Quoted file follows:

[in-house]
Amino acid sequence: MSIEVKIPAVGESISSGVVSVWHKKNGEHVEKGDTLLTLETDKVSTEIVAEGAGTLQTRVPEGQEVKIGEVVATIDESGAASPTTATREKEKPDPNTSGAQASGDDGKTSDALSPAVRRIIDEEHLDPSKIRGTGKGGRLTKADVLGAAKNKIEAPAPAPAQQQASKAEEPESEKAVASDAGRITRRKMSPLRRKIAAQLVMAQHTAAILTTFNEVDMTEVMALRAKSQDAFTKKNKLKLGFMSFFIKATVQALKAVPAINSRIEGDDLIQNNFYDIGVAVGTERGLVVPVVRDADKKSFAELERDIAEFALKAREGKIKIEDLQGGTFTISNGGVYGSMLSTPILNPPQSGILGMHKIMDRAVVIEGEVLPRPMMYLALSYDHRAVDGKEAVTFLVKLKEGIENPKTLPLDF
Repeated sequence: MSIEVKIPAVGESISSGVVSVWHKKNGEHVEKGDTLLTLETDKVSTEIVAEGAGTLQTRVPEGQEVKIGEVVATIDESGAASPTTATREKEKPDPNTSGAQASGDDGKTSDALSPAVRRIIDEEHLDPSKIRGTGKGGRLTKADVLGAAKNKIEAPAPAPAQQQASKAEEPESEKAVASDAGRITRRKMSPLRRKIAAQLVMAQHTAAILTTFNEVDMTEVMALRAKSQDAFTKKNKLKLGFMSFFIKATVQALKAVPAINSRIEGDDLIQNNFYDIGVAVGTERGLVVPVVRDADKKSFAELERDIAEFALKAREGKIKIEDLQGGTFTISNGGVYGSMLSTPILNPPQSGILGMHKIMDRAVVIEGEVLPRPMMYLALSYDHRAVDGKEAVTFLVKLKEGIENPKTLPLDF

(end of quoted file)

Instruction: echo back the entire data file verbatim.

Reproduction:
[in-house]
Amino acid sequence: MSIEVKIPAVGESISSGVVSVWHKKNGEHVEKGDTLLTLETDKVSTEIVAEGAGTLQTRVPEGQEVKIGEVVATIDESGAASPTTATREKEKPDPNTSGAQASGDDGKTSDALSPAVRRIIDEEHLDPSKIRGTGKGGRLTKADVLGAAKNKIEAPAPAPAQQQASKAEEPESEKAVASDAGRITRRKMSPLRRKIAAQLVMAQHTAAILTTFNEVDMTEVMALRAKSQDAFTKKNKLKLGFMSFFIKATVQALKAVPAINSRIEGDDLIQNNFYDIGVAVGTERGLVVPVVRDADKKSFAELERDIAEFALKAREGKIKIEDLQGGTFTISNGGVYGSMLSTPILNPPQSGILGMHKIMDRAVVIEGEVLPRPMMYLALSYDHRAVDGKEAVTFLVKLKEGIENPKTLPLDF
Repeated sequence: MSIEVKIPAVGESISSGVVSVWHKKNGEHVEKGDTLLTLETDKVSTEIVAEGAGTLQTRVPEGQEVKIGEVVATIDESGAASPTTATREKEKPDPNTSGAQASGDDGKTSDALSPAVRRIIDEEHLDPSKIRGTGKGGRLTKADVLGAAKNKIEAPAPAPAQQQASKAEEPESEKAVASDAGRITRRKMSPLRRKIAAQLVMAQHTAAILTTFNEVDMTEVMALRAKSQDAFTKKNKLKLGFMSFFIKATVQALKAVPAINSRIEGDDLIQNNFYDIGVAVGTERGLVVPVVRDADKKSFAELERDIAEFALKAREGKIKIEDLQGGTFTISNGGVYGSMLSTPILNPPQSGILGMHKIMDRAVVIEGEVLPRPMMYLALSYDHRAVDGKEAVTFLVKLKEGIENPKTLPLDF